To our knowledge, this is the first report of a vaccine potentially protective against all the three allelic variants of P. vivax CSP. The results presented herein show that immunization with our recombinant proteins was able to induce a strong humoral immune response, eliciting Abs against all three repeat regions as well against C-terminal region. Although immunization with single variants generated antibodies with some level of cross-reaction between the different variants of PvCSP, we showed in previous studies that the cross-reactivity between IgG antibodies is very limited and would not be possible to use a single variant as a universal vaccine (28). Furthermore, cross-reactivity is expected to be due essentially to Abs recognizing the C-terminal region, present in all the proteins. As Abs against the repeat regions of PvCSP were demonstrated to be associated to protection in A. nancymaae monkeys (14), the vaccine formulation containing the hybrid polypeptide (yPvCS-All epitopes) was selected for protection assays, aiming at further development of an anti-P. vivax vaccine. The relevant proportion of the antibody titer specific for each of the repeat regions induced by immunization with yPvCSP-All epitopes indicates that one (instead of three) stable protein could be able to confer protection against all the three allelic variants of P. vivax sporozoites.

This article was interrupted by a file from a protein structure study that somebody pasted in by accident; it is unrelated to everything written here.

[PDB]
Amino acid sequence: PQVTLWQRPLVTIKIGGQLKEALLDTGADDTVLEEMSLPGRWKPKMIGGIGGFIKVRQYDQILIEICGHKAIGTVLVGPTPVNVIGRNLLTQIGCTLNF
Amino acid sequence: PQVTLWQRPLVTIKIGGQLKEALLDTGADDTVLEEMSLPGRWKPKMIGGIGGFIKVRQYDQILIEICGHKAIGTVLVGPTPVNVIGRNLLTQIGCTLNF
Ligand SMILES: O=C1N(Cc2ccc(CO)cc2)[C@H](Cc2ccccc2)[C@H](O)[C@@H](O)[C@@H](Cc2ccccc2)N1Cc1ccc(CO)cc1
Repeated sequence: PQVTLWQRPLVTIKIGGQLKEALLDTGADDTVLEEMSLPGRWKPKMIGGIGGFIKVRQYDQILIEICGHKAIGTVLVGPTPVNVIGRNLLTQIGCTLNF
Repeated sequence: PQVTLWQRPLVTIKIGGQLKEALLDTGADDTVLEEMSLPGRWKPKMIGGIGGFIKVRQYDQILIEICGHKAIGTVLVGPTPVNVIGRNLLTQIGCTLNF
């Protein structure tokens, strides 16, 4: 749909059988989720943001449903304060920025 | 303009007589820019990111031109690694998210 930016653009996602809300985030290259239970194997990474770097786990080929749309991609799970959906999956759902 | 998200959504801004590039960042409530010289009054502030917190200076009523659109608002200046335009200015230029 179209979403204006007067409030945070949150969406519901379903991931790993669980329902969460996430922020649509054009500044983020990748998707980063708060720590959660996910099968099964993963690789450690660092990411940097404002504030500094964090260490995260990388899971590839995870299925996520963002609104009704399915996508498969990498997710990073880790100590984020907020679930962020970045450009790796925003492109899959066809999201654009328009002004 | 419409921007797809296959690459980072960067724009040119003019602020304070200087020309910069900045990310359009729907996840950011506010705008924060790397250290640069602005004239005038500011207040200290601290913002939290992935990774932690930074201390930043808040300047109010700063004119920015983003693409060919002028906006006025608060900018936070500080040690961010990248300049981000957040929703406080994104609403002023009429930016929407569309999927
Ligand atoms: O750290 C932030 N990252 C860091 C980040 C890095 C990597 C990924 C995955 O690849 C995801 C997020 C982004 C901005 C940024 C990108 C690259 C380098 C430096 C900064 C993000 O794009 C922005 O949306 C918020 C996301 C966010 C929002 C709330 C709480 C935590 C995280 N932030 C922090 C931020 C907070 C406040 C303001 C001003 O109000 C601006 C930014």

The precise reason why the All epitopes vaccine elicited a very low cytokine response measured in the ICS assay and an undetectable response in the ELISpot assay is not clear to date. A challenging objective of future works will be to find adjuvants, delivering systems or expression strategies able to improve CSP-specific cellular responses. Combined use of viral vectors and potent adjuvants was recently reported to improve CD8+ T cell responses against preerythrocytic malaria (40). We are currently working on some of these strategies using new adjuvants, adenovirus-delivered antigens and Virus-like particles formulations in order to further develop cell-mediated responses.

In summary, the strong humoral response showed in this work, with a significant (>104) proportion of antibodies targeting repeats sequences, and the low but detectable CD4+ and CD8+ T cell-mediated responses, indicate that this formulation should be highly immunogenic in humans, generating immunity to all three variants of PvCSP. Furthermore, the significant protection elicited after challenge with 4,000 Pb/PvVK210 sporozoites should indicate a more effective protection against natural infection, in which ~100 sporozoites are released per bite (41).